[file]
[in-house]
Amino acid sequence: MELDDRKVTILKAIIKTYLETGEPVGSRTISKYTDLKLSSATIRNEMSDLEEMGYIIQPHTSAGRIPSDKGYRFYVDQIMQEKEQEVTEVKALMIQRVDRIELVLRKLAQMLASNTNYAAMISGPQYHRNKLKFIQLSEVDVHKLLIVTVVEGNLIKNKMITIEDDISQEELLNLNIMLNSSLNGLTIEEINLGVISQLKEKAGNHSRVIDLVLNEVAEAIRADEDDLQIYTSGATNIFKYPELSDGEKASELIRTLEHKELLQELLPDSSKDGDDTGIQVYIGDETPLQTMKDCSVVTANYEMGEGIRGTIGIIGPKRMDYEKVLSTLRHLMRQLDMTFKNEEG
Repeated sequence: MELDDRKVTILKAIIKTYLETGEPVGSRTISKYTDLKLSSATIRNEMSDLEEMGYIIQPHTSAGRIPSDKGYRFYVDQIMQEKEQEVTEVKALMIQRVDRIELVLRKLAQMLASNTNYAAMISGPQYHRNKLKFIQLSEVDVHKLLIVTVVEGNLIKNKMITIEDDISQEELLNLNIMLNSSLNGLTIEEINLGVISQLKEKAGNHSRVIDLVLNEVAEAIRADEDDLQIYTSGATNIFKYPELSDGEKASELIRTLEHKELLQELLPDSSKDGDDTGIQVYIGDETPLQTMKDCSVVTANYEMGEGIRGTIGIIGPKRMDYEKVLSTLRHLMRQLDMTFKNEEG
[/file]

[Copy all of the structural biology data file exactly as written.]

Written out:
[in-house]
Amino acid sequence: MELDDRKVTILKAIIKTYLETGEPVGSRTISKYTDLKLSSATIRNEMSDLEEMGYIIQPHTSAGRIPSDKGYRFYVDQIMQEKEQEVTEVKALMIQRVDRIELVLRKLAQMLASNTNYAAMISGPQYHRNKLKFIQLSEVDVHKLLIVTVVEGNLIKNKMITIEDDISQEELLNLNIMLNSSLNGLTIEEINLGVISQLKEKAGNHSRVIDLVLNEVAEAIRADEDDLQIYTSGATNIFKYPELSDGEKASELIRTLEHKELLQELLPDSSKDGDDTGIQVYIGDETPLQTMKDCSVVTANYEMGEGIRGTIGIIGPKRMDYEKVLSTLRHLMRQLDMTFKNEEG
Repeated sequence: MELDDRKVTILKAIIKTYLETGEPVGSRTISKYTDLKLSSATIRNEMSDLEEMGYIIQPHTSAGRIPSDKGYRFYVDQIMQEKEQEVTEVKALMIQRVDRIELVLRKLAQMLASNTNYAAMISGPQYHRNKLKFIQLSEVDVHKLLIVTVVEGNLIKNKMITIEDDISQEELLNLNIMLNSSLNGLTIEEINLGVISQLKEKAGNHSRVIDLVLNEVAEAIRADEDDLQIYTSGATNIFKYPELSDGEKASELIRTLEHKELLQELLPDSSKDGDDTGIQVYIGDETPLQTMKDCSVVTANYEMGEGIRGTIGIIGPKRMDYEKVLSTLRHLMRQLDMTFKNEEG